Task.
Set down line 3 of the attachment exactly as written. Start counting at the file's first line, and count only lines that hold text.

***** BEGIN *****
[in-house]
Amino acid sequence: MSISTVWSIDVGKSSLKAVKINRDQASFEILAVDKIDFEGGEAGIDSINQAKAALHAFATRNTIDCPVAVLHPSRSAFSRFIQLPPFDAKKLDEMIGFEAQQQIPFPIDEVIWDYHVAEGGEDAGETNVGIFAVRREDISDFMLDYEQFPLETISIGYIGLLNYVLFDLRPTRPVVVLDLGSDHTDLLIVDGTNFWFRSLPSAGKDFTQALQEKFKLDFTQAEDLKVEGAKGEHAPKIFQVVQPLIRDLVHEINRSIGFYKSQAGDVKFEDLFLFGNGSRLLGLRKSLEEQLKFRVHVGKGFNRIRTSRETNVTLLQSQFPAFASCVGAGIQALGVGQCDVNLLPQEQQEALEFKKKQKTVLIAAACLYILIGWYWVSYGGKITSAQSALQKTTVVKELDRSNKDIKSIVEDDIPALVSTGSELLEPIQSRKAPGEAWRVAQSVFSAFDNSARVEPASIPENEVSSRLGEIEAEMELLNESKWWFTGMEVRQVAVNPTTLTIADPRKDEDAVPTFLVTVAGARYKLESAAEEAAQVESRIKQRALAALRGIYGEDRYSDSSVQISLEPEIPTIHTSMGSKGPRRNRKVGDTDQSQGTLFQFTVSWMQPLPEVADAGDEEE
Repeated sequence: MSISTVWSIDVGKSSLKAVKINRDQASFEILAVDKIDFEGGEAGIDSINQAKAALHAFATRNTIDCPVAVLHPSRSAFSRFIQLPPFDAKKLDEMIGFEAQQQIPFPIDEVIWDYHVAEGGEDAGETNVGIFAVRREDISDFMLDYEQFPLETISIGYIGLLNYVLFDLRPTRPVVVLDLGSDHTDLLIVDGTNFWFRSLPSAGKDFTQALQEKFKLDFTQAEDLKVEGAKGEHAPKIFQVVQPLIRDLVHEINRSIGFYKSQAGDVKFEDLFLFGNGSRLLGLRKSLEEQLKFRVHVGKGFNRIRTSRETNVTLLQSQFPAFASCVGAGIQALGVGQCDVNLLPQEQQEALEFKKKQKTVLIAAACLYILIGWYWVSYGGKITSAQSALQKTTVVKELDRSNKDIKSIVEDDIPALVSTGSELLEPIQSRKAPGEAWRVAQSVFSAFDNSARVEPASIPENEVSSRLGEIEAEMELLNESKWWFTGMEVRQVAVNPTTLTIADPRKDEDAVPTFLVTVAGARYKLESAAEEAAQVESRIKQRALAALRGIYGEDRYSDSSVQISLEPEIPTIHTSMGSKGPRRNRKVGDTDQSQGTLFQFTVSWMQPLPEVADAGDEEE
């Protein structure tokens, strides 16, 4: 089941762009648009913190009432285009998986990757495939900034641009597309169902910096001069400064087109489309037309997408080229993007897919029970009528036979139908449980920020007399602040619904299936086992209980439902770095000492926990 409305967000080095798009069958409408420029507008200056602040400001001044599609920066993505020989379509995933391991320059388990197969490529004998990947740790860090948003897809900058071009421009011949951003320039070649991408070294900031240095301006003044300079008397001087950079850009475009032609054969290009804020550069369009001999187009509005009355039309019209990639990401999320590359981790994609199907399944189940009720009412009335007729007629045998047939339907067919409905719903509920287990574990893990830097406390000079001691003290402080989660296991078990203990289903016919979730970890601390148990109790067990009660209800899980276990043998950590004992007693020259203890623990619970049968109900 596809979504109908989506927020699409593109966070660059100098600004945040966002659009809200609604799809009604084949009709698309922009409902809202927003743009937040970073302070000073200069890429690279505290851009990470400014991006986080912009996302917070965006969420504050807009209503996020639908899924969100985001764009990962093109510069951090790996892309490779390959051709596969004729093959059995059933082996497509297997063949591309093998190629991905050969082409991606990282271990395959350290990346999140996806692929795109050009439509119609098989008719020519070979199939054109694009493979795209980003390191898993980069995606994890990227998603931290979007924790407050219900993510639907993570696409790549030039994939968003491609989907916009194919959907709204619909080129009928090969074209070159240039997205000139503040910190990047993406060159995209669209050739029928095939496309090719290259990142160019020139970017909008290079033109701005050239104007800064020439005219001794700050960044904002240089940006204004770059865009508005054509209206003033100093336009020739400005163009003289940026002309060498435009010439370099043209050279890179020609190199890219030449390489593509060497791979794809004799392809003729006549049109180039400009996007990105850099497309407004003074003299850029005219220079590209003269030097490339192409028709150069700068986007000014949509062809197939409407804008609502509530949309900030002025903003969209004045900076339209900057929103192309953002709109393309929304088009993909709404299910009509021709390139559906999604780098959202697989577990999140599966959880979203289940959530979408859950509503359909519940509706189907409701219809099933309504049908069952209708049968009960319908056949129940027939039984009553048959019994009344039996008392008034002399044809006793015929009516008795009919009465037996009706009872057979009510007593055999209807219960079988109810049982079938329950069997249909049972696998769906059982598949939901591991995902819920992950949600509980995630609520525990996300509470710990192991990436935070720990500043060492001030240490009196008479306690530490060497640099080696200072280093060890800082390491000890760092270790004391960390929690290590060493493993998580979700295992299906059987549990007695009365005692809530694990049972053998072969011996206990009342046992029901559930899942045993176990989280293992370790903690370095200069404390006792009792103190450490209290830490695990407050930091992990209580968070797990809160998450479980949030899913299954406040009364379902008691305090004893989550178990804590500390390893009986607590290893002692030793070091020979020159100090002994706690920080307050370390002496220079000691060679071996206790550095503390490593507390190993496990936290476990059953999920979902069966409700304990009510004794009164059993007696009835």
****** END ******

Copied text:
Repeated sequence: MSISTVWSIDVGKSSLKAVKINRDQASFEILAVDKIDFEGGEAGIDSINQAKAALHAFATRNTIDCPVAVLHPSRSAFSRFIQLPPFDAKKLDEMIGFEAQQQIPFPIDEVIWDYHVAEGGEDAGETNVGIFAVRREDISDFMLDYEQFPLETISIGYIGLLNYVLFDLRPTRPVVVLDLGSDHTDLLIVDGTNFWFRSLPSAGKDFTQALQEKFKLDFTQAEDLKVEGAKGEHAPKIFQVVQPLIRDLVHEINRSIGFYKSQAGDVKFEDLFLFGNGSRLLGLRKSLEEQLKFRVHVGKGFNRIRTSRETNVTLLQSQFPAFASCVGAGIQALGVGQCDVNLLPQEQQEALEFKKKQKTVLIAAACLYILIGWYWVSYGGKITSAQSALQKTTVVKELDRSNKDIKSIVEDDIPALVSTGSELLEPIQSRKAPGEAWRVAQSVFSAFDNSARVEPASIPENEVSSRLGEIEAEMELLNESKWWFTGMEVRQVAVNPTTLTIADPRKDEDAVPTFLVTVAGARYKLESAAEEAAQVESRIKQRALAALRGIYGEDRYSDSSVQISLEPEIPTIHTSMGSKGPRRNRKVGDTDQSQGTLFQFTVSWMQPLPEVADAGDEEE